Sunday, May 9, 2010
Welcome to the (Black) Pool Party! – Day One in Ireland
Dublin – a city named for a pool of black, dirty water by grizzled Vikings – invites me to jump right in. The kind of city that is all too familiar and possesses attributes of other European cities I have stomped my way across. Yet I have a feeling that Dublin will prove to be a unique entity as my journey continues. The view of Dublin parallels the Parisian skyline from the roof of my apartment due to the fact that all of the buildings are low-slung – no skyscrapers in sight. Dublin’s shops model their English neighbors in regard to their bright colors and ornate decorative pieces. Many of the cities signs are printed in both English and Gaelic – a trait shared by Cardiff, Wales.
We - meaning students of the Point Park University’s School of Communication - flew into Dublin just before 10 a.m. We drug our bodies onto a charter bus like George Romero-esque zombies. Our hockey-helmeted (mullet-wearing) driver, Vlad, let us off at Grafton Street for a bit of shopping and a bite to eat. Aaron, fellow grad student and partner in crime, and I found a nice local joint called the Metro Café. The prices were fair, the service was excellent, the music was oddly-American (Beach Boys in Dublin – really?) and the food was much more palpable than the garbage we consumed at the airport in Philly – if any employees of Jack Duggan’s restaurant are reading this, please note, you’re are on our bad list.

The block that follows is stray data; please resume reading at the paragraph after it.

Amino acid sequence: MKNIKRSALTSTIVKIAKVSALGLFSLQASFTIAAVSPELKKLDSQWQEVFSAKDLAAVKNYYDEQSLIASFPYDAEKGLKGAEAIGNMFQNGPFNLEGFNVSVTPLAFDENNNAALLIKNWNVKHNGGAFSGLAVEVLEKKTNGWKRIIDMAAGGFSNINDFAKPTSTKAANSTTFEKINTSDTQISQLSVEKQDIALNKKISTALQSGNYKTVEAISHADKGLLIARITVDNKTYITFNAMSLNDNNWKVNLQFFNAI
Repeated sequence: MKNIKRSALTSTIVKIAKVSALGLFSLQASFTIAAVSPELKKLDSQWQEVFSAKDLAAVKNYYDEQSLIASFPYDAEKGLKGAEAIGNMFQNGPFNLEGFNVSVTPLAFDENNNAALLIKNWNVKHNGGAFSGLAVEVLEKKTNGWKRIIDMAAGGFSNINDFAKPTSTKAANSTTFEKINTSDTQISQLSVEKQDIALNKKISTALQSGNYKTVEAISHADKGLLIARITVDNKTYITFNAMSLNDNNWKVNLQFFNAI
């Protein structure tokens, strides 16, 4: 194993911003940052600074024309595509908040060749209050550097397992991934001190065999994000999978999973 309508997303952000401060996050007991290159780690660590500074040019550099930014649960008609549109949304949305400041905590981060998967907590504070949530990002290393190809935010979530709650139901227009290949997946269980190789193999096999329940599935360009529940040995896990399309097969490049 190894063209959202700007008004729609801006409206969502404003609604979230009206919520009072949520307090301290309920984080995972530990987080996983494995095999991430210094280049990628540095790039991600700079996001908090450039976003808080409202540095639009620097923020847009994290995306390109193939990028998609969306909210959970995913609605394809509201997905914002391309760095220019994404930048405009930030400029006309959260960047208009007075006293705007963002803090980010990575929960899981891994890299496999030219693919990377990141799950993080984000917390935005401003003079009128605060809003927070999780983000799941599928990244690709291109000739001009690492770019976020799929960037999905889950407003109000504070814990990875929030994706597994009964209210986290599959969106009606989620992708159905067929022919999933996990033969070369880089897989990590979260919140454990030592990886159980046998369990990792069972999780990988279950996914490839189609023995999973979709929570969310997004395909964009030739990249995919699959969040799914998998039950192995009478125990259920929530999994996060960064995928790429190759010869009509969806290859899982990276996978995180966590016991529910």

Trinity College was next on the jet-lagged agenda. The campus was beautiful with its mix of white-stone buildings standing alongside contemporary designs similar to those of Frank Lloyd-Wright. The key attraction at Trinity was the Book of Kells, which is essentially a fancy eighth century picture Bible. It was neat, but I was far more impressed with the massive collection of leather-bound texts housed in the library above the exhibit.
We crawled back onto the bus and we whisked over to Dublin Castle. The building was not a castle in the traditional notion assigned to knights in shining armor. Dublin Castle is a Georgian palace built on the remnants of a Norman castle, which in turn was built over a Viking fortress. We visit most of the mansions rooms including the room where Ireland’s presidents are sworn in.
We ended the day with a celebration of our own that was fit for the Taoiseach himself. We sauntered around the corner to the Brazen Head pub for dinner and drinks. This pub is in a class of its own because it holds the title as the oldest pub in Dublin (established in 1198). We left with pub with newfound energy. Let’s see where tomorrow takes us – or even tonight.